Started by the Brooklyn Nets in 2018, the NETSTEM program provides free online basketball-themed courses to students across the borough to encourage career explorations in science, technology, engineering and math. Or, STEM, for short.
Then, on NETSTEM Day, students can see real-life applications to what they learned in the courses at multiple interactive stations such as the gaming lab, the team store, a DJ pop-up station and more.
“The STEM program is something that could lead [the students] to certain things they want to do professionally as they get older,” Curry said.
“It’s good to see that they are taking advantage of this opportunity to learn from some knowledgeable people. I mean, I could probably learn from some of these stations!”
Heather Hall, Senior Director of Community Relations at BSE Global, the parent company of the Brooklyn Nets, hopes the program and NETSTEM Day will nurture students’ passion for STEM and inspire them to see themselves in a STEM-related profession.
“We want the students participating in this program to see themselves represented in careers that utilize STEM and show them opportunities available within the sports and entertainment industry that utilize STEM in their day-to-day," she said.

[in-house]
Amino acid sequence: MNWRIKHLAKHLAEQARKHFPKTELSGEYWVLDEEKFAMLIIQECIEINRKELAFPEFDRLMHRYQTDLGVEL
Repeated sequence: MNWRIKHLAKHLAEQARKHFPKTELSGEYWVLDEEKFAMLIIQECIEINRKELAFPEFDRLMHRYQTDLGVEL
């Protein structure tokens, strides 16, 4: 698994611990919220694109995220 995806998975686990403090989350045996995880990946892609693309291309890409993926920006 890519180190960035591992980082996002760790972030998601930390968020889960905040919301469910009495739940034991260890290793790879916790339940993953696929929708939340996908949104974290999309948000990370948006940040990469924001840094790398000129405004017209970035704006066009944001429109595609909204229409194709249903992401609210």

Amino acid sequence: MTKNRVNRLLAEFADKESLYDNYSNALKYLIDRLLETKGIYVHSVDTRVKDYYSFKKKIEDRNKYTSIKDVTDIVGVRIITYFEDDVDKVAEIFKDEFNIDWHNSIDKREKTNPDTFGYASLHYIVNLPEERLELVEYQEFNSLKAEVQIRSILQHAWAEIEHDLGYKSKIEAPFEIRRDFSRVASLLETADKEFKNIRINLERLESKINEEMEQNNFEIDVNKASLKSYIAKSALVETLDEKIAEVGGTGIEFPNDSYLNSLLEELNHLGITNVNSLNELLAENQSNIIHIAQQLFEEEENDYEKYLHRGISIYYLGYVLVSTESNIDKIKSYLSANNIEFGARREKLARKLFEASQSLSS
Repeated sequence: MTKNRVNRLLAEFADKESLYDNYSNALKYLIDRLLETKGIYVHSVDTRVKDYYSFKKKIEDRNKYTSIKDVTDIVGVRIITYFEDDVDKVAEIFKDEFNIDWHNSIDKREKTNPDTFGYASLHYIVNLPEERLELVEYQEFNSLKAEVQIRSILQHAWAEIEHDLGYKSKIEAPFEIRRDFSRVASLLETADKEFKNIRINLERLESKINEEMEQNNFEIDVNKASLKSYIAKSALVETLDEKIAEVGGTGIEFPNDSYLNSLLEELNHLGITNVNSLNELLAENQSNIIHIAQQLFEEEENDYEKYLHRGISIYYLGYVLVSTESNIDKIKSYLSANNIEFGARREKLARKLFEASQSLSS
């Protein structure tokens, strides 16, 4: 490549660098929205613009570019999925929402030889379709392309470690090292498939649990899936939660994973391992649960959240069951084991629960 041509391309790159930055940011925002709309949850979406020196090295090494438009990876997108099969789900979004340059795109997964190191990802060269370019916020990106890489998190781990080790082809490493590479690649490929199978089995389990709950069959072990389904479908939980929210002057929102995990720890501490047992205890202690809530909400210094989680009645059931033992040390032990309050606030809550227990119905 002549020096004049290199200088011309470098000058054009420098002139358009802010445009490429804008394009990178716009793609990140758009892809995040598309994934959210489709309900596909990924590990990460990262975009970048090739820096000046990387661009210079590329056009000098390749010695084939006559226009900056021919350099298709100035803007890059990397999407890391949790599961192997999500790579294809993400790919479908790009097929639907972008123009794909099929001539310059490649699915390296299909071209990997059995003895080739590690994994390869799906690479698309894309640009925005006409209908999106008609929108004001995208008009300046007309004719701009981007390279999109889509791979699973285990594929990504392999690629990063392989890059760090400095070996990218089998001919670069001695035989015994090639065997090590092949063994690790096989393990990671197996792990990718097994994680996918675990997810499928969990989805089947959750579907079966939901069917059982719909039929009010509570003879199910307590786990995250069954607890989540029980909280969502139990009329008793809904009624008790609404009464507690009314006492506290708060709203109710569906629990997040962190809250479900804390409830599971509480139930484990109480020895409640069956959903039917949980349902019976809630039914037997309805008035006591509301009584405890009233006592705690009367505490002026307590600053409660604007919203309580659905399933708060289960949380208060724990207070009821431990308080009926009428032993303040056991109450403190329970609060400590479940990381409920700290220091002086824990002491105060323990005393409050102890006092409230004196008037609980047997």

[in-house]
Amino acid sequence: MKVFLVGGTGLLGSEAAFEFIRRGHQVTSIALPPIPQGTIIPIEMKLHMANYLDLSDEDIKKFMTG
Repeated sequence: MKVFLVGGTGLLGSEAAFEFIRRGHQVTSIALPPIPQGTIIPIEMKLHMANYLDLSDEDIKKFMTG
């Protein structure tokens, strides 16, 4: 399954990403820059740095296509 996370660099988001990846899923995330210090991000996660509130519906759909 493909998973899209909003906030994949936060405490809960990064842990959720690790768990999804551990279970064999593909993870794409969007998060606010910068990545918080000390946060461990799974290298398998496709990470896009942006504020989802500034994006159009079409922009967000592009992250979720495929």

Showing up at the event was a way for Curry to interact with the kids and give back to the community, he said.
“The stations showed the kids different aspects that they don’t learn every day in school,” the Nets shooting guard said.
“It's good to start learning at this age, and organizations like the Brooklyn Nets are doing what they can to make it as accessible as possible.”
Markieff Morris came into the gaming lab and was met with gasps and applause from students. The star went around the room to greet the kids, then shot some virtual hoops.
“You don’t know it until you get older, but the world is all about numbers,” Morris said.
“The new way of the world is knowing about electronics and technology. [STEM] should be a program that’s in our public system, something that’s provided and easily accessible to the kids.”
After all student groups finished rotating around the stations, they were led back to the Nets practice court where they joined Morris for a question and answer session. The visit ended with the star echoing the visit's theme: Anything is possible. “My brother and I, we’re both in the NBA. We sat in the same spots as you. If we can do it, so can all of you,” Morris said.
The group of students is currently enrolled in the NETSTEM program — an online based basketball-themed STEM course designed to inspire STEM career exploration and offered free to middle schools and high schools in Brooklyn. To learn more about the program, click here.